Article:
If you read my last EpiPen experiment post, then you saw my discovery that EpiPens heated on the dashboard of a car will fire less than half the time. Temperatures in the 180s and 190s Fahrenheit are clearly enough to damage an EpiPen. But will the heat inside the glove box also damage an EpiPen?
It’s impressive that extreme heat compromises EpiPen device integrity. It’s also important to know. But most of the time when people leave their epinephrine in the car, they don’t leave it on the dashboard, in full sun, and facing south. It is either by accident, or because they store it there.
When someone stores an EpiPen in the heat of a car, they’ll typically leave it in the glove box or another compartment. When people leave their EpiPens in a hot car by accident, they usually have it in a purse or bag of some sort. In these situations, the EpiPens would still get very hot, but would not reach the 195 degrees I achieved on the dashboard. So I also did an experiment to see if EpiPens would jam when left in the car under more normal user conditions.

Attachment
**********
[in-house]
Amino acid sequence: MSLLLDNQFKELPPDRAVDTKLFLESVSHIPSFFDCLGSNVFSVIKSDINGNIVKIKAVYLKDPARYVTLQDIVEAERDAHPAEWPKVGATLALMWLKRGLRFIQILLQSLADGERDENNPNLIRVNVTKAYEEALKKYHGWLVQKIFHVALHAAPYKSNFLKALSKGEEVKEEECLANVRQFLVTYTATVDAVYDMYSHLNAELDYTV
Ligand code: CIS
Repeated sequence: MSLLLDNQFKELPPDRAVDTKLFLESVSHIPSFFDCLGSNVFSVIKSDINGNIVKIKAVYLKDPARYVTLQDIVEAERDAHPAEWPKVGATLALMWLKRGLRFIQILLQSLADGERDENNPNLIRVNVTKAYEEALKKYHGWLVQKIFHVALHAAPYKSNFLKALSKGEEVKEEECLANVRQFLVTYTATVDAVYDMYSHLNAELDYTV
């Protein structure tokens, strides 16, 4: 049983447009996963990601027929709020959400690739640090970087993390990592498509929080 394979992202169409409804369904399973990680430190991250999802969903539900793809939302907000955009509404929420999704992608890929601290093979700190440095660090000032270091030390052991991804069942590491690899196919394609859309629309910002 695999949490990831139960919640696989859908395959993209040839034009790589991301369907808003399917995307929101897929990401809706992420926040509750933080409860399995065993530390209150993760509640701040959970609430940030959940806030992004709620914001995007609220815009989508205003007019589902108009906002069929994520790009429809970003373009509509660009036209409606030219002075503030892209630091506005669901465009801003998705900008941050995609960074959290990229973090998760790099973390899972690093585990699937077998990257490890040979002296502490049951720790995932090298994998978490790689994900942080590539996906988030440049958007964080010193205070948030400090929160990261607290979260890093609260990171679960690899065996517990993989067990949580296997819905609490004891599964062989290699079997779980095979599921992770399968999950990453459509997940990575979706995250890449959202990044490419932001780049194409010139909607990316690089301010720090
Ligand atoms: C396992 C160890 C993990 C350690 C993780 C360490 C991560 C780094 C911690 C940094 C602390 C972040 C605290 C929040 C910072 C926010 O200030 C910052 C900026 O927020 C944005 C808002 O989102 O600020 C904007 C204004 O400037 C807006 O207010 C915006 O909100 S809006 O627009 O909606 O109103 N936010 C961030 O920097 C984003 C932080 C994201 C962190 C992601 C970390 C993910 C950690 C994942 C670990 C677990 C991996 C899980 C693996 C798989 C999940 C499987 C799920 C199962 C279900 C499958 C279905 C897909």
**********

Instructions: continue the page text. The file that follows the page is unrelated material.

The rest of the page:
At the same time as my dashboard heat experiment, I had 20 more EpiPens in my car. These were in my glove box. The highest temperature I recorded in my glove box was 137.7 degrees Fahrenheit.
I followed the same protocols with these EpiPens. I had 10 matched pairs to control for user damage prior to them reaching me. One from each pair, I fired while still hot from the car. The other, I fired after allowing it to return to room temperature.